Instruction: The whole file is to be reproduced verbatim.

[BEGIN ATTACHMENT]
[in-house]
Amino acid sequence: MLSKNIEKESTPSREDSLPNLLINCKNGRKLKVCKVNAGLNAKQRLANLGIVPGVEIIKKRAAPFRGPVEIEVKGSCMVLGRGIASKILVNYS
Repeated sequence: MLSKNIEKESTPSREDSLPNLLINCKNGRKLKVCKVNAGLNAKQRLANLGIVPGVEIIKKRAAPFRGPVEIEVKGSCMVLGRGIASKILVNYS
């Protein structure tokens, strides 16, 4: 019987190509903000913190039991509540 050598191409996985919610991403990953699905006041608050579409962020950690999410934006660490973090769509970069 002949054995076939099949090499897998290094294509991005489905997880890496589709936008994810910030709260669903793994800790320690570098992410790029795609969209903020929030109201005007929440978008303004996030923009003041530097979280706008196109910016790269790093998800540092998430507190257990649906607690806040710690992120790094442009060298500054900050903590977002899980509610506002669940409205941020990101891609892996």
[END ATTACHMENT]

[in-house]
Amino acid sequence: MLSKNIEKESTPSREDSLPNLLINCKNGRKLKVCKVNAGLNAKQRLANLGIVPGVEIIKKRAAPFRGPVEIEVKGSCMVLGRGIASKILVNYS
Repeated sequence: MLSKNIEKESTPSREDSLPNLLINCKNGRKLKVCKVNAGLNAKQRLANLGIVPGVEIIKKRAAPFRGPVEIEVKGSCMVLGRGIASKILVNYS
């Protein structure tokens, strides 16, 4: 019987190509903000913190039991509540 050598191409996985919610991403990953699905006041608050579409962020950690999410934006660490973090769509970069 002949054995076939099949090499897998290094294509991005489905997880890496589709936008994810910030709260669903793994800790320690570098992410790029795609969209903020929030109201005007929440978008303004996030923009003041530097979280706008196109910016790269790093998800540092998430507190257990649906607690806040710690992120790094442009060298500054900050903590977002899980509610506002669940409205941020990101891609892996």